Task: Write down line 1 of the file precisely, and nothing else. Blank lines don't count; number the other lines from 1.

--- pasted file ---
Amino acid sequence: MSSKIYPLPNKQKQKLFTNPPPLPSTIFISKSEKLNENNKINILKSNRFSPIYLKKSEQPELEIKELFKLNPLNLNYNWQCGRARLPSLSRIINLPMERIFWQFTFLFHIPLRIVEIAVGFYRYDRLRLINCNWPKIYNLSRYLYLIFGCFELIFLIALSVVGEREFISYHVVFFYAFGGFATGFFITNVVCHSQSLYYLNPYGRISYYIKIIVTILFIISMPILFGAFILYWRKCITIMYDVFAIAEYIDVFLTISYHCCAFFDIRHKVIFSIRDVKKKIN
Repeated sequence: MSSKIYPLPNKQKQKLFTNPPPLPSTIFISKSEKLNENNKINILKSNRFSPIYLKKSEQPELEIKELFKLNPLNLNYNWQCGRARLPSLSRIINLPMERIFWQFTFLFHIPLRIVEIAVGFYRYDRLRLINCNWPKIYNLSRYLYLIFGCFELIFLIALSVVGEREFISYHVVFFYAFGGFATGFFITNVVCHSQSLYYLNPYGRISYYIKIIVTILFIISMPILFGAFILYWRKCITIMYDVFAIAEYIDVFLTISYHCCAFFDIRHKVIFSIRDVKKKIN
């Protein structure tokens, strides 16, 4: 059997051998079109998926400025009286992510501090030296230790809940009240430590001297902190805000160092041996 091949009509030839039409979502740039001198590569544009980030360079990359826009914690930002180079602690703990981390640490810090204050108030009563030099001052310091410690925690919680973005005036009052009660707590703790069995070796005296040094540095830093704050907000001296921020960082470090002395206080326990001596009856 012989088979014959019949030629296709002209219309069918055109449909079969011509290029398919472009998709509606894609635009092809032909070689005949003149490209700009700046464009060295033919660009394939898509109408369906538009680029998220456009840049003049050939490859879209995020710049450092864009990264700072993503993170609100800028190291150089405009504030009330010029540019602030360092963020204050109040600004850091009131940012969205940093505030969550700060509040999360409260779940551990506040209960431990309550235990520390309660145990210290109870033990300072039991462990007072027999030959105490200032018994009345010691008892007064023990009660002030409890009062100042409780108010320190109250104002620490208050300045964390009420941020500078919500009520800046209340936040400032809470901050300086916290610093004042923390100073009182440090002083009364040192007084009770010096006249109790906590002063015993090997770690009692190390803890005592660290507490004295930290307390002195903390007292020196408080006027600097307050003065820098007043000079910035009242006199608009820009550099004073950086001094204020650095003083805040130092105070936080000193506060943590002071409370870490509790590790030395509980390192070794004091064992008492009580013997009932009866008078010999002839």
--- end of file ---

Amino acid sequence: MSSKIYPLPNKQKQKLFTNPPPLPSTIFISKSEKLNENNKINILKSNRFSPIYLKKSEQPELEIKELFKLNPLNLNYNWQCGRARLPSLSRIINLPMERIFWQFTFLFHIPLRIVEIAVGFYRYDRLRLINCNWPKIYNLSRYLYLIFGCFELIFLIALSVVGEREFISYHVVFFYAFGGFATGFFITNVVCHSQSLYYLNPYGRISYYIKIIVTILFIISMPILFGAFILYWRKCITIMYDVFAIAEYIDVFLTISYHCCAFFDIRHKVIFSIRDVKKKIN